UAF nearing partnership for veterinary program
The proposal would allow the school and Colorado State University to jointly offer a veterinary degree, the Fairbanks Daily News-Miner reported Thursday. Under terms of the deal, which is still being worked out, UAF would provide the first two years of graduate-level study and Colorado State would provide the final two.
The arrangement would allow UAF to provide a limited number of students with access to a top-tier veterinary school without the expense of maintaining a full program.
Paul Layer, dean of the College of Natural Science and Mathematics at UAF, said Alaska is currently the only state that doesn't have a veterinary school or a partnership with a state that does.
He said the university is hiring a faculty position in anatomy and plans to add a position that will be divided between veterinary classes and the cooperative extension program. The remainder of classes will be taught by existing UAF faculty and part-time instructors in the community, along with Colorado State faculty during the program's early years.
Alaskans will get preferential treatment when applying to the joint veterinary program but admissions standards still must be met. Tuition will be charged at Colorado State levels, whether the student is studying in Alaska or Colorado. The program will have room for about 10 students.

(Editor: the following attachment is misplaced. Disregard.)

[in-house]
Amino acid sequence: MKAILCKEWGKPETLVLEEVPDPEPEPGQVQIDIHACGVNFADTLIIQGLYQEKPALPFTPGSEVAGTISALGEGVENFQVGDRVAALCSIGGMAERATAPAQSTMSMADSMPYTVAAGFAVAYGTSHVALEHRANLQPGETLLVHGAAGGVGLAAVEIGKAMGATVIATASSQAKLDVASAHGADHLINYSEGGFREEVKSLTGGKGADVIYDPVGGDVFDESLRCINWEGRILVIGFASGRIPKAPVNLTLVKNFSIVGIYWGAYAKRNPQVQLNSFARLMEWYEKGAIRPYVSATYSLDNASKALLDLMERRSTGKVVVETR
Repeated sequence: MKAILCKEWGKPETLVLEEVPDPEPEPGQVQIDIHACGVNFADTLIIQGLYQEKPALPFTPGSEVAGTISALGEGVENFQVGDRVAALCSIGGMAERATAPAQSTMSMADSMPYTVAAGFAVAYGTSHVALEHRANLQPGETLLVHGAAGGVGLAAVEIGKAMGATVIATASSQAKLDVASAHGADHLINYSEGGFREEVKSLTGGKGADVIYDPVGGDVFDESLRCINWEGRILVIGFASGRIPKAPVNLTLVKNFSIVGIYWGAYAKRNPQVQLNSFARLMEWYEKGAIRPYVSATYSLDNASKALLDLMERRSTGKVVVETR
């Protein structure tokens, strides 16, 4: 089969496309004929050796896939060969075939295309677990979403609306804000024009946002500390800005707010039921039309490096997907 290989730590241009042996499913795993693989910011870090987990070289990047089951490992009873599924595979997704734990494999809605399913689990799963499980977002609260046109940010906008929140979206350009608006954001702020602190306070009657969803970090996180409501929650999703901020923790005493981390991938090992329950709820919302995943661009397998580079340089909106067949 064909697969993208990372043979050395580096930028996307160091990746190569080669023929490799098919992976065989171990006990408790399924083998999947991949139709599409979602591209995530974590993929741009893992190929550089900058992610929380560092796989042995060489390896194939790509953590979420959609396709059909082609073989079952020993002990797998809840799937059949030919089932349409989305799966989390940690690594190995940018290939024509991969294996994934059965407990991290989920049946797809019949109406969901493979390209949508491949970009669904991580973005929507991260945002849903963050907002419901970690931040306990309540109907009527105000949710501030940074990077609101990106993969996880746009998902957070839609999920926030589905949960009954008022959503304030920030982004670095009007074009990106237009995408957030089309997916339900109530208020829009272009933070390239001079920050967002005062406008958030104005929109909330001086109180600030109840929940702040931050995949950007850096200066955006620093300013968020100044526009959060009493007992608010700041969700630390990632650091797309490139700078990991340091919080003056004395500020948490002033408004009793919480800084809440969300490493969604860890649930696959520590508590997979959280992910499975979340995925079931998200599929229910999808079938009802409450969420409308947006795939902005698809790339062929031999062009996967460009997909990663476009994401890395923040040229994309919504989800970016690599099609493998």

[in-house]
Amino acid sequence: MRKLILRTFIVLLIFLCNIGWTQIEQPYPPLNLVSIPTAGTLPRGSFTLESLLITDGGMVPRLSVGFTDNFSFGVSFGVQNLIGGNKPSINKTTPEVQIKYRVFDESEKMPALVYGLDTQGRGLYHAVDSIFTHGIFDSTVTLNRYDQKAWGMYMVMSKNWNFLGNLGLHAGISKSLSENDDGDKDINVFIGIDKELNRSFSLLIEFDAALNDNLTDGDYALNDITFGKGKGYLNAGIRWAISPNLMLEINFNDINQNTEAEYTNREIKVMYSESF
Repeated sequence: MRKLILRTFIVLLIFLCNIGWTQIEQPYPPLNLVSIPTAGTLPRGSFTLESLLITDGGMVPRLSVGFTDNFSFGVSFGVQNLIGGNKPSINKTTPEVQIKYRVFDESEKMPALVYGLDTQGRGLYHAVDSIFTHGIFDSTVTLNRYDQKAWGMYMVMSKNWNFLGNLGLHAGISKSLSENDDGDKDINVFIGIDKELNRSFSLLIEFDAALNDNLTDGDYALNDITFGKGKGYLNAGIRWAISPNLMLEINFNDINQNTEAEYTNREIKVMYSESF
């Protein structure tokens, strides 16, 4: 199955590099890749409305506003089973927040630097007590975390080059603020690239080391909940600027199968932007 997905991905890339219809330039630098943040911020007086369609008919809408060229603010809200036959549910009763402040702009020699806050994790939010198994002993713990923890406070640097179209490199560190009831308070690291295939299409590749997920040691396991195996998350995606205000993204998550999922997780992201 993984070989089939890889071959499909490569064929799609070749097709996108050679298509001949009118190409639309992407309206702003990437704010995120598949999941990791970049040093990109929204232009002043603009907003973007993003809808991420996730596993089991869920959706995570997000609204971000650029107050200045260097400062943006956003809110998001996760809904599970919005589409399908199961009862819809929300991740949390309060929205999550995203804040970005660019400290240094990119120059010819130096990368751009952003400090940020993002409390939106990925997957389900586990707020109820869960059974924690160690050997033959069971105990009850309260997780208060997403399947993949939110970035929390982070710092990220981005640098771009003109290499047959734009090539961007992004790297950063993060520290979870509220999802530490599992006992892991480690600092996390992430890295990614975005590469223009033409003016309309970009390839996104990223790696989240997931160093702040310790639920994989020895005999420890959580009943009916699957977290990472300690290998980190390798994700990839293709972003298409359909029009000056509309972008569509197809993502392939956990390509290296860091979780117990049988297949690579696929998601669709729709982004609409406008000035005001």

Layer said Colorado State would benefit from the arrangement by filling some openings in its upper-division classes with UAF transfers. With natural attrition, there are more empty seats in the final two years of veterinary classes than the first.
When the University of Alaska Board of Regents voted in 2011 to pursue the partnership, some clinic owners testified about the need for a program to train more veterinarians in Alaska.
Layer said there is currently a shortage of vets in some rural areas.
But Denali Lovely, a North Pole veterinarian and president of the Alaska State Veterinary Medical Association, said she doesn't see much evidence of a veterinarian shortage in the state and said some areas have reached a saturation point.
Still, she said with the number of students who will be enrolled in the program, she doesn't see a problem.
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